Saturday, August 2, 2008

Chaos on the Roads

Driving a car in Australia does have its ups and downs. I've written previously (Left is Right and Right is Wrong) about the strange sensation of sitting on the right side of the car to drive on the left side of the road (opposite to how things are done in the USA). Once you get the hang of doing everything opposite to the way you are accustomed, the road rules, traffic signs, etc are quite similar to what you would find in the USA. Similar enough in fact that I didn't actually have to take a proper road driving test here in Australia to get my license. I did have to pass a 30 question written examination to test my knowledge of the road rules, but I didn't have to go in the car with an examiner and prove my actual driving skills. That's a lucky thing because I probably would have failed immediately when I walked to the left side of the car to get in and tried to steer the glove box!

For the most part though, my driving in Australia has gone relatively smoothly. I've adapted to life on the left side of the road and the nuances of driving in Melbourne, which include hook turns in the city and sharing the road with trams, have become second nature. In general, I'd say traffic in Melbourne is more fluid than traffic in the USA. The lanes are painted on the road, but people move in and out of them with great regularity and will sometimes indicate and other times not. I remember spending the first few months of the time the Handsome Australian and I lived in the USA together telling him to "Choose a lane and stay in it!!" I didn't understand why he was constantly in the center of the road. Now that I've driven in Melbourne, I get it. That's just how people drive here.

If you think that sounds like a recipe for chaos, then wait until the traffic signals go out in Melbourne. That's when all hell breaks loose. In my 8 years Down Under, I've only experienced outages in the traffic signals twice. Once was a few years ago on my wait to visit the dentist and one was last week. On both occasions the lights that were out were servicing major intersections and the absence of the traffic signals left dozens and dozens of drivers in a dangerous and ridiculous mess.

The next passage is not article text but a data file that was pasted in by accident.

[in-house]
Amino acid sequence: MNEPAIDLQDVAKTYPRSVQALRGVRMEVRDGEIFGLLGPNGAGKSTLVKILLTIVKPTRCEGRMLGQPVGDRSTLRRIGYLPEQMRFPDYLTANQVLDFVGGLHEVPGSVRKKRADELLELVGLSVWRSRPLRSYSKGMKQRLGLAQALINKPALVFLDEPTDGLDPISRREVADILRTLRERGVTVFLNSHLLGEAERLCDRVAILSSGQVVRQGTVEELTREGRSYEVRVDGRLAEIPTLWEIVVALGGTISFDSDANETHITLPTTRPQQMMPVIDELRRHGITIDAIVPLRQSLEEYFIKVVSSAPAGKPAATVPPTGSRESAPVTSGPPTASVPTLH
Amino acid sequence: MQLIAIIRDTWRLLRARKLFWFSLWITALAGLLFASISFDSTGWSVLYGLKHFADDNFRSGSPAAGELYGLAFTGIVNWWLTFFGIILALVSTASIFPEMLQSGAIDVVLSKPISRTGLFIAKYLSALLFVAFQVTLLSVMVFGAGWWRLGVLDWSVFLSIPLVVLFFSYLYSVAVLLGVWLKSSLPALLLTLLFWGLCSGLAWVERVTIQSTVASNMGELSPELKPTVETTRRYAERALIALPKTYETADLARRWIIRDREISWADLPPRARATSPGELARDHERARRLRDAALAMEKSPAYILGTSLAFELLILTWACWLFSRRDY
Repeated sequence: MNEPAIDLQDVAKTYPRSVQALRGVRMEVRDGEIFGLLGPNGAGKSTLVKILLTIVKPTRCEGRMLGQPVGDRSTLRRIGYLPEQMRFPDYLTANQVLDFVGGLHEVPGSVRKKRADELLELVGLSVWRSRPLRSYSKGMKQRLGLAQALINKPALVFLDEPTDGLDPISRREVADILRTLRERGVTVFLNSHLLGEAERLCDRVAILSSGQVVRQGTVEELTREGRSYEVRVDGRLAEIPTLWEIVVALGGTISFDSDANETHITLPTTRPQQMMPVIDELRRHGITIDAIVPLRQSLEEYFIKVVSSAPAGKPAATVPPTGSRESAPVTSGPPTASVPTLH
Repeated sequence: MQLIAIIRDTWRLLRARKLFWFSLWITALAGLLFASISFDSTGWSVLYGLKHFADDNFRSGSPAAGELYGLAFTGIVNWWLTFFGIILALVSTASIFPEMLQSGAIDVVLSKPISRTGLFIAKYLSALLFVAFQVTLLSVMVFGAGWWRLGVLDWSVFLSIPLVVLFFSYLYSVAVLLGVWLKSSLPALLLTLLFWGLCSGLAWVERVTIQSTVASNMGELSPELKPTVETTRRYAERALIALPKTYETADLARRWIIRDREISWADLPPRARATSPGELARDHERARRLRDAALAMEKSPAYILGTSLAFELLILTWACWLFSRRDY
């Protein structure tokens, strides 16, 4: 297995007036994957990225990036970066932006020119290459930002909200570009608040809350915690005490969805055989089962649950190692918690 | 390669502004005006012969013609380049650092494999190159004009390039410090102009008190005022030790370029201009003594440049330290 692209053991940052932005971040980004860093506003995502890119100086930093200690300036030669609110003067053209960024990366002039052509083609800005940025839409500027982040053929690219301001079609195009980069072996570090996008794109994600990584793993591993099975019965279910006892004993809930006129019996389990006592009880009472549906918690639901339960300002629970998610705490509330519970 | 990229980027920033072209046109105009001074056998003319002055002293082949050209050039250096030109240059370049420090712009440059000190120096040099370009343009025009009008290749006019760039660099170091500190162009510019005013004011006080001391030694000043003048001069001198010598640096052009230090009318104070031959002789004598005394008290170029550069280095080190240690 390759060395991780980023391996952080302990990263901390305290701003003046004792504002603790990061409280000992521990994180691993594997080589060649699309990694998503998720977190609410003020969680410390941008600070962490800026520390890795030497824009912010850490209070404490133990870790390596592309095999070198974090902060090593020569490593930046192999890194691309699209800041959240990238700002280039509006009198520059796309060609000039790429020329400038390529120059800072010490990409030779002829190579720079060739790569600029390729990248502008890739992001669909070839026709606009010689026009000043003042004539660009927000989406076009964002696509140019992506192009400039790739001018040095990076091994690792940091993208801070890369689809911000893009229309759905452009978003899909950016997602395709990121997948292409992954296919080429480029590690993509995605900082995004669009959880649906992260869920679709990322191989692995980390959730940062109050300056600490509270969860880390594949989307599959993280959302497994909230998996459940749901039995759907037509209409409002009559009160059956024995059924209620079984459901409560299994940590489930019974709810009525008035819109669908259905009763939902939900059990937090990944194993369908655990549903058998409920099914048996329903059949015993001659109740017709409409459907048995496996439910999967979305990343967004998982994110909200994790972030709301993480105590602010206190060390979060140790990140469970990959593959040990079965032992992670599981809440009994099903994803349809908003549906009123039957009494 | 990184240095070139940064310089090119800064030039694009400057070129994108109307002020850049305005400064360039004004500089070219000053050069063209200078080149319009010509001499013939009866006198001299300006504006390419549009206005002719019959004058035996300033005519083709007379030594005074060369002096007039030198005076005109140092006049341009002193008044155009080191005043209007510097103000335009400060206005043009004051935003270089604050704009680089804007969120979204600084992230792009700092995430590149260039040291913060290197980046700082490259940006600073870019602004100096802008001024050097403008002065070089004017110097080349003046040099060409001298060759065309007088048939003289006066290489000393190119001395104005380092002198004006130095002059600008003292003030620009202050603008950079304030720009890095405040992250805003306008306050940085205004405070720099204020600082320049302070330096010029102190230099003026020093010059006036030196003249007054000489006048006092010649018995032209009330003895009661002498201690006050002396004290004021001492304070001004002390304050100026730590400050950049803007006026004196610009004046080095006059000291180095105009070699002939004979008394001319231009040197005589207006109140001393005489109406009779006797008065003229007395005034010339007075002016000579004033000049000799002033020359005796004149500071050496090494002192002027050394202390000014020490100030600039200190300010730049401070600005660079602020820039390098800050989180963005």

Why? Why were these situations so chaotic? I'd been in many similar situations in the USA when traffic lights had failed for one reason or another and yes it was sometimes confusing, but for the most part, people were able to manage the situation by reverting to the rules of a four way stop.

And that my friends is exactly why the Australians simply can't cope when the lights go out...there is a shortage of four way stops here. In fact, I can't even think of an intersection I've been through here where such a thing existed. Most intersections where we'd have four way stops in the USA have roundabouts or traffic circles here in Australia. They work similar to a four way stop except the traffic is more fluid because you are traveling around in a circle. This means that more than one car might enter the circle at the same time, but not be in danger of hitting one another because they are essentially following each other around. In a four way stop situation, each side must take turns to cross the intersection otherwise they'd collide in the middle.

It's my opinion that traffic circles or roundabouts keep traffic flowing better than a four way stop system. That is until the traffic lights at an intersection go out and no one has a secondary system to fall back on. Then it's every man for himself. Then it's chaos. Then in that moment, you miss the good old USA and the regimented four way stop system.

Isn't it amazing the things that you miss from home?

1 comment:

Annelise said...

Although there may not be abundance (or any) four way stops... I would think that people would revert to the "take turns" method. All kids who have a sibling or been a part of the school system should understand the concept.
I do like the rondas (roundabouts) they have those in Spain as well and I found them easy to navigate...well maybe it would be more complex in an outage situation ;)